Once, when I was working (term loosely used, here) in sales, I was told by some trainer/superior/mentor that that key to successful selling is liking your product. If you don’t like it, she said, how can you convince someone else to like it? It is your passion that will sell this widget. Your desire to share this fabulous thingamajig with the world. Your absolute assurance that this little whatzit will improve their life, somehow.
So I’m here to tell you, I LOVE these books! I couldn’t be more passionate about the Beacon Street Mysteries, their dynamic, sexy, charismatic players, their twisty-turny plots. My utmost desire is that you give one or two of them a read! I assure you, you’ll feel rewarded.
The update: I’ve designed new and improved covers for all my Beacon Street mysteries, and am completely overhauling an early novel, expanding it to become the prequel to the set. I’m happy to do this, especially since I just finished the first draft of Angel’s Gate. I will soon announce a blitz of cover reveals and release-day blog appearances, followed by a nice blog tour to introduce the new book and its mates.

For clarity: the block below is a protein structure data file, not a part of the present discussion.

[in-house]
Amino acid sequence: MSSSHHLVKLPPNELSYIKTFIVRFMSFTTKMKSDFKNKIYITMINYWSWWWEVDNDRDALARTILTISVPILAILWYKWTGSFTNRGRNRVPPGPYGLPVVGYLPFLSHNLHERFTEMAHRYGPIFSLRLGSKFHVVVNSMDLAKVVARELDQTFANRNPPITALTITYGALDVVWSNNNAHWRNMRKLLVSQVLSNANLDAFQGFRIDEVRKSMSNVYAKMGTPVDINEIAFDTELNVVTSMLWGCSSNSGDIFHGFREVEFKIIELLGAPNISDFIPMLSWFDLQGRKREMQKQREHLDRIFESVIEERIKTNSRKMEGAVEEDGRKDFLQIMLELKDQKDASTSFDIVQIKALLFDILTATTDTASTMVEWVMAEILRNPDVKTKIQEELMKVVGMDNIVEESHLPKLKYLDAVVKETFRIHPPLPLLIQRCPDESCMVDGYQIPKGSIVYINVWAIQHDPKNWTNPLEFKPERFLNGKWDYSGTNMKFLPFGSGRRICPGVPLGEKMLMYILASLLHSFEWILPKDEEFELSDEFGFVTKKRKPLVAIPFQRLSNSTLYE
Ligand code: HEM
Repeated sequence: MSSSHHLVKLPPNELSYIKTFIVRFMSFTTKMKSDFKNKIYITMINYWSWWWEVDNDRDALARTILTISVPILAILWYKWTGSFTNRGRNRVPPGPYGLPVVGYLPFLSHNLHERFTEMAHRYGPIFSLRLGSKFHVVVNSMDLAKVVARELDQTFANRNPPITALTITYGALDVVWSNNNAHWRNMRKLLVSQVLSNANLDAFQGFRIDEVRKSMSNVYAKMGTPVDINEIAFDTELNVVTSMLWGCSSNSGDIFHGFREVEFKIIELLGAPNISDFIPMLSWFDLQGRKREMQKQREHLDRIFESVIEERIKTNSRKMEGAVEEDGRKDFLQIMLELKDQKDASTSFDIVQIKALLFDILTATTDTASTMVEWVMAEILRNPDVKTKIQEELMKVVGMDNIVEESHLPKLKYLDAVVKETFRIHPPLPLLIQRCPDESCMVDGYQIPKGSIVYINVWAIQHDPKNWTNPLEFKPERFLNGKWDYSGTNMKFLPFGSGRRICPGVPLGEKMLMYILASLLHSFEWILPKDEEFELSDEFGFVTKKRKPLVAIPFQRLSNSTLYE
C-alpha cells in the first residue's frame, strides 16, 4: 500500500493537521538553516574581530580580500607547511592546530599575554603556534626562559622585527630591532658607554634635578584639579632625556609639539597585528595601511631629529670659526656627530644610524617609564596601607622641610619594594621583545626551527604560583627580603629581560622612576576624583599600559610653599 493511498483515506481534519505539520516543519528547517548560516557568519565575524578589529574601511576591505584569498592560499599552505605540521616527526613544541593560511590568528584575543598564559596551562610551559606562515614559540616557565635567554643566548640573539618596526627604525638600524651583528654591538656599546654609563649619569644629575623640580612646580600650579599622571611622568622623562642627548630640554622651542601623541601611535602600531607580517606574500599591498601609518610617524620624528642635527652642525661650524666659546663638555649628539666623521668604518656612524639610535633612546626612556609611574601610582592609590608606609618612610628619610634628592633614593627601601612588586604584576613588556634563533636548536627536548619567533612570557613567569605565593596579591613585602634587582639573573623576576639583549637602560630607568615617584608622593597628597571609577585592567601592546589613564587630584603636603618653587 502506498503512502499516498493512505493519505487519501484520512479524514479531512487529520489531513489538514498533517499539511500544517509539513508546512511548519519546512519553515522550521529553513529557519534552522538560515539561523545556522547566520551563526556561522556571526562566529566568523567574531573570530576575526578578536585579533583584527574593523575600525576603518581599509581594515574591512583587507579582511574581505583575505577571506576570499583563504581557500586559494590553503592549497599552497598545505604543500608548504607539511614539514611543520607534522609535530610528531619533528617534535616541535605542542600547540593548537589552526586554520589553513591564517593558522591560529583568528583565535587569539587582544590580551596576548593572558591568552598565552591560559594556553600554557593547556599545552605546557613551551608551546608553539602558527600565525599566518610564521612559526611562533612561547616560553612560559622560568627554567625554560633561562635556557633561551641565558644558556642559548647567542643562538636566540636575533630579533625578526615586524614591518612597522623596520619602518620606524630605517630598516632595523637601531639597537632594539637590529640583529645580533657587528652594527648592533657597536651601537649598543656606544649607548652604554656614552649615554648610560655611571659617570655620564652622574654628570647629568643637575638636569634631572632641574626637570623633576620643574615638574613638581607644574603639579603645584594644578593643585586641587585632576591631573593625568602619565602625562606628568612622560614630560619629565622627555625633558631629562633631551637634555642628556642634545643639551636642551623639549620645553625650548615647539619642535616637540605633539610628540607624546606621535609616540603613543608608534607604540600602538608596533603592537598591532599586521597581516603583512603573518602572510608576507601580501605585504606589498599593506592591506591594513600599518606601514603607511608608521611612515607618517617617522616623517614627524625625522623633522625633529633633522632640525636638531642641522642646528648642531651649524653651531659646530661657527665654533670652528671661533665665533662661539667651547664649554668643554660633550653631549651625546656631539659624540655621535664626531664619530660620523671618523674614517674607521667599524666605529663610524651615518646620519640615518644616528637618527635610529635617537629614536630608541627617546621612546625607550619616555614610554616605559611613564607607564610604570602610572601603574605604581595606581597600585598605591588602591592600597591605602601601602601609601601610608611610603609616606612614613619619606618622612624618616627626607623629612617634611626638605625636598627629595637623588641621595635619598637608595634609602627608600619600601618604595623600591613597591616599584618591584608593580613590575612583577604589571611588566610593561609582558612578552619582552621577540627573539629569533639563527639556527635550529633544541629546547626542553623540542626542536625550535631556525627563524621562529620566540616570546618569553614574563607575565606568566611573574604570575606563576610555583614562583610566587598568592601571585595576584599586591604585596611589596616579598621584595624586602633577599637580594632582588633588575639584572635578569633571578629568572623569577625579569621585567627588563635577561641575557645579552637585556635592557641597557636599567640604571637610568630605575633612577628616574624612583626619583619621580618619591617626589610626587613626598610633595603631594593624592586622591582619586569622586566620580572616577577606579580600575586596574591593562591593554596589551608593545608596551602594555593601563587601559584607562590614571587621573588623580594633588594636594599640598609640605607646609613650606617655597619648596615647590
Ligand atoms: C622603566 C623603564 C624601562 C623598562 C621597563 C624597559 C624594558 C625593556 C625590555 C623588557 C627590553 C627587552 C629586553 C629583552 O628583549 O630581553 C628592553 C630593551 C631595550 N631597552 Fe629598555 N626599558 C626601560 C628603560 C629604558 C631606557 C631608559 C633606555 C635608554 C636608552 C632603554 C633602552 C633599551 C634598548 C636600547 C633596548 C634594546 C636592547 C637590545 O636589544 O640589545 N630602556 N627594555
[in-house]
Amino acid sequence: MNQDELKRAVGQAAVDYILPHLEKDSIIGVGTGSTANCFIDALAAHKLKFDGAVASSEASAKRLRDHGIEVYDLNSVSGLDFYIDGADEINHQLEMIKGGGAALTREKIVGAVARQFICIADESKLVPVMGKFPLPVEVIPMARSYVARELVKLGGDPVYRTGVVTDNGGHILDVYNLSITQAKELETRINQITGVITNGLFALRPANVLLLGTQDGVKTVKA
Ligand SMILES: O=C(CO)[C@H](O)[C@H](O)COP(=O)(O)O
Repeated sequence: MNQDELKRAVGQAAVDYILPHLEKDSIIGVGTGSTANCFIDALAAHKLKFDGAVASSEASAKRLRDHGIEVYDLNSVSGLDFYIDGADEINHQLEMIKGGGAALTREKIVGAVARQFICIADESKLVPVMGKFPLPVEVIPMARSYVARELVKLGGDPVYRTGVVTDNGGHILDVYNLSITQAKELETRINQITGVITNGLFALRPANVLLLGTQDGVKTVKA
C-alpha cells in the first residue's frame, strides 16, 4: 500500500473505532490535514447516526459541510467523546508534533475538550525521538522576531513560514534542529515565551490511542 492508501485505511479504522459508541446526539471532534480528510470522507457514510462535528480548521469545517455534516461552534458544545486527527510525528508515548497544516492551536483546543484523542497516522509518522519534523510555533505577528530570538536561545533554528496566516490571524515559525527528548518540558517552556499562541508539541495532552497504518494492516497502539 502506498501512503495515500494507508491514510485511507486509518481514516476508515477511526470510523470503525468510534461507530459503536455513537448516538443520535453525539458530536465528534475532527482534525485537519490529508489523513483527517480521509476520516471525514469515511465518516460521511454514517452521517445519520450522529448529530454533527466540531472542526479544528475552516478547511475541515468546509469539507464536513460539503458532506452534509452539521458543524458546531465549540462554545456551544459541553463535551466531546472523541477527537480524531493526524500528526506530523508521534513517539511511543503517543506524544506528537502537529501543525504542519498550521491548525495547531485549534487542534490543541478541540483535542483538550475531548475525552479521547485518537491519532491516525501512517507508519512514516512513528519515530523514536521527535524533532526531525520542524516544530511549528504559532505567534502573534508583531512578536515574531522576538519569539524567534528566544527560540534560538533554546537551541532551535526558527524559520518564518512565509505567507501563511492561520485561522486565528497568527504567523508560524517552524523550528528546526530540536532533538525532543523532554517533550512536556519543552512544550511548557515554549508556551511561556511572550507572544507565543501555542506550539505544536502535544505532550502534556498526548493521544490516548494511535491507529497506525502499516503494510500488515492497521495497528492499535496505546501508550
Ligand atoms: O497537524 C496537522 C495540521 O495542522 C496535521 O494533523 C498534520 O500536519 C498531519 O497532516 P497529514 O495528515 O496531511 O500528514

I’m dying to show you the new covers, but, well, there’s this schedule thing. This “dangling of carrot” idea. So sit tight… in the meantime, I have a novella up at Amazon that could use a few reviews! Starfire, by Anne Carter, only 99 cents for your Kindle…
Paulie has launched. My buzz team and I have some fun things planned to keep you all entertained and engaged with Paulie and Kate. But the work doesn’t stop there.
The Beacon Street Mysteries are still growing! Angel’s Gate (working title) is next up, and I have a whole new mystery for you to solve. “Regulars” Case & Amy (Point Surrender), Matt & Rebecca (Cape Seduction) and Jack & Maddie (In Too Deep*) all return to enrich the story around newcomers Nate and Emelie, who find something very wrong at Los Angeles Harbor Lighthouse. A Beacon Street Mystery wouldn’t be right without a venture into the past, and Angel’s Gate happened to be a very interesting locale during World War II.
Taking a cue from popular Hollywood techniques, here is the “meet cute” between Nate and Emelie. Nate is on his way from Arizona to Los Angeles, where he hopes to uncover answers about his family history. Emelie is heading home from a weekend in Lake Havasu with her pals. Here’s an excerpt: